As I glanced through my Inbox this morning, I saw an email from a travel website with a subject line that promised, “Coupon Inside | $100 instant savings, Win a vaca, 40% off hotels + iPad exclusive.”
Interested in saving $100 on my next trip, I opened the email. My initial impression was that I did not see anything that visually represented a coupon. The email was a bunch of text with a prominently displayed “40% off hotels” image. As I read the email more closely, in the second paragraph, I saw this $100 instant savings was only good for trips to Oahu.
Based on the subject line, this email failed to meet my expectations in several key ways:
- Coupon was the first word in the subject line, yet there was not an obvious coupon offer (or anything designed to look like a coupon) in the entire email.
- The Fall Sale copy and image was featured prominently in the body of the email, yet it was the third item mentioned in the subject line.
- The $100 in instant savings, though highlighted in the subject line, didn’t have a visual accompaniment and it was for one, very specific destination.
While the annoyance of having an email promise something in the subject line and fail to deliver in the actual content is not a new experience for most people, it certainly is a frustrating one. After all, you’re interested enough to open and read the email, yet it doesn’t deliver the value it promised. While it may not make you unsubscribe or write a spicy blog post, it probably will make you think twice about opening the next email the company sends.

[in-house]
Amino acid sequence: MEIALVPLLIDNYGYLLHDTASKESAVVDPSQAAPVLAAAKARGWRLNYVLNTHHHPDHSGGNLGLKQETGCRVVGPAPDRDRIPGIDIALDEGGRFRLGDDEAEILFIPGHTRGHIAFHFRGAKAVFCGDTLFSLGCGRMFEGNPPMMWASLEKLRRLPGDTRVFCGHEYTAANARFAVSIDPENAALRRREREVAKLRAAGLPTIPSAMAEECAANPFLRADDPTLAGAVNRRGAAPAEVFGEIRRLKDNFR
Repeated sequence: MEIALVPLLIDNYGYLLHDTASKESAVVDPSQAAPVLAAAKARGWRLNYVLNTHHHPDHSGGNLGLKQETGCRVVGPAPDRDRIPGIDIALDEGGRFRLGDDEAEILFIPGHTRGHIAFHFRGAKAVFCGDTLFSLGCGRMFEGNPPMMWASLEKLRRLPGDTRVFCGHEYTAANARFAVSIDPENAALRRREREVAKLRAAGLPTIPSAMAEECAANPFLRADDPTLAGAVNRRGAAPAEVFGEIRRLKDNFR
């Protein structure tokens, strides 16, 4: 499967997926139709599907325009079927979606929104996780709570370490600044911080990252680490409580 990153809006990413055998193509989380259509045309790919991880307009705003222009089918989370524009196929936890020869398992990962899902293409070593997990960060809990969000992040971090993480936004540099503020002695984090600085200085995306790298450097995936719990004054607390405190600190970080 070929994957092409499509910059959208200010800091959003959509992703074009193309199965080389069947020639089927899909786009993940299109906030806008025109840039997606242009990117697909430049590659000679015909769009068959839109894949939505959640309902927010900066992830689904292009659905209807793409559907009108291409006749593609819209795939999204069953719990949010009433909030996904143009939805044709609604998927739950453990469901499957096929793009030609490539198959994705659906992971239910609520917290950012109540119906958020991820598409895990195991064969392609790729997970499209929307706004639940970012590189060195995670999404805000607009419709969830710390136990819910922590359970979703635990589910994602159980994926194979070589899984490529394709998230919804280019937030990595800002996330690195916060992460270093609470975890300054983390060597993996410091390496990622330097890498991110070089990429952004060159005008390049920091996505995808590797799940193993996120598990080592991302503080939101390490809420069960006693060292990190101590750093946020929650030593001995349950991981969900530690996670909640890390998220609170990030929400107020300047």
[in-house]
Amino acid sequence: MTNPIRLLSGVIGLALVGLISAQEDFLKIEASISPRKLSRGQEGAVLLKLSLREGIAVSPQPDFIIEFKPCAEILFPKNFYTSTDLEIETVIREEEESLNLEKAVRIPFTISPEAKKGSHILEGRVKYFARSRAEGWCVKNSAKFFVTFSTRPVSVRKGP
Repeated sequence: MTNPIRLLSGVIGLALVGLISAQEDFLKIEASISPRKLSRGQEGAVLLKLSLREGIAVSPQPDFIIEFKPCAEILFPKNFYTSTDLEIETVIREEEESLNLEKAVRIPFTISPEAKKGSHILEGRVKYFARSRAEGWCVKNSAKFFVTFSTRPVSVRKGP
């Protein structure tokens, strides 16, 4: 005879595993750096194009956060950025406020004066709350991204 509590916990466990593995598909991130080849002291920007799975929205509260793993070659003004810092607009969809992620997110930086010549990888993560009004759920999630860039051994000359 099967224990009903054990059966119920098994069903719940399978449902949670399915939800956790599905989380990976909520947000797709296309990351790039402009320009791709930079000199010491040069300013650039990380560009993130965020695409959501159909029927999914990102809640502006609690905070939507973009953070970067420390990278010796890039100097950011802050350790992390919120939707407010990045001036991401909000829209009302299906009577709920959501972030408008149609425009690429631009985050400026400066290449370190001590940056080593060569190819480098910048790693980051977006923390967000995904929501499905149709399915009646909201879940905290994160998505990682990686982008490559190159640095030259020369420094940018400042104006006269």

I call this phenomenon, “Subject line fatigue.” The company has mastered the art of writing compelling subject lines, but the email fails to deliver what the subject line promises. The list subscribers are initially engaged and open the email, yet they find the content misleading or misaligned with their expectations. A statistical harbinger of this problem might be very good open rates and really poor click-thru rates. Another symptom might be a rash of unsubscribes.
Given the undesirable side effects of subject line fatigue, how can you prevent it?
- Don’t write the subject line as you’re loading the email for delivery. It’s not a surprise that so many email subject lines fail when they are an afterthought in the whole email development/QA process. The subject line creates your recipient’s first impression – don’t blow it.
- Be specific about special offers. If you’re offering a discount on a specific product or service, try to make that clear in the subject line so people don’t feel tricked. If the email above had teased a special offer to Oahu, I wouldn’t have opened it…or been disappointed because Hawaii just isn’t in my travel plans.
- Write your subject line after the email copy and design has been finalized. Oftentimes, a subject line will make sense in the context of the initial email iteration, but after a few rounds of revisions, it becomes misaligned.
- Test your email to a few colleagues that haven’t been as hands-on in the email design or development process so you can get a relatively unbiased view of whether the subject line is in harmony with the email’s content.
I hope these tips will help you think about the importance of your email subject line and making sure your email marketing campaign delivers what the subject line promises. Have questions about your next email marketing campaign? Give Round a shout today.